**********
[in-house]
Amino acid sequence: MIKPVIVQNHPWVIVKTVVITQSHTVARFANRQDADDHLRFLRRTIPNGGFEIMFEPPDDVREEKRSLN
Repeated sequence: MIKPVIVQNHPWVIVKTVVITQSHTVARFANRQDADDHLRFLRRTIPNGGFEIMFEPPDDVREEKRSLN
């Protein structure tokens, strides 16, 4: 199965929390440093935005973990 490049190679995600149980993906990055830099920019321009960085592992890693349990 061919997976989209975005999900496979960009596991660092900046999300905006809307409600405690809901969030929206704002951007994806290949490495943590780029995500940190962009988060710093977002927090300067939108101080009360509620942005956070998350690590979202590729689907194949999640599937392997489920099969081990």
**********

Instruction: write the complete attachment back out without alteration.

[in-house]
Amino acid sequence: MIKPVIVQNHPWVIVKTVVITQSHTVARFANRQDADDHLRFLRRTIPNGGFEIMFEPPDDVREEKRSLN
Repeated sequence: MIKPVIVQNHPWVIVKTVVITQSHTVARFANRQDADDHLRFLRRTIPNGGFEIMFEPPDDVREEKRSLN
């Protein structure tokens, strides 16, 4: 199965929390440093935005973990 490049190679995600149980993906990055830099920019321009960085592992890693349990 061919997976989209975005999900496979960009596991660092900046999300905006809307409600405690809901969030929206704002951007994806290949490495943590780029995500940190962009988060710093977002927090300067939108101080009360509620942005956070998350690590979202590729689907194949999640599937392997489920099969081990």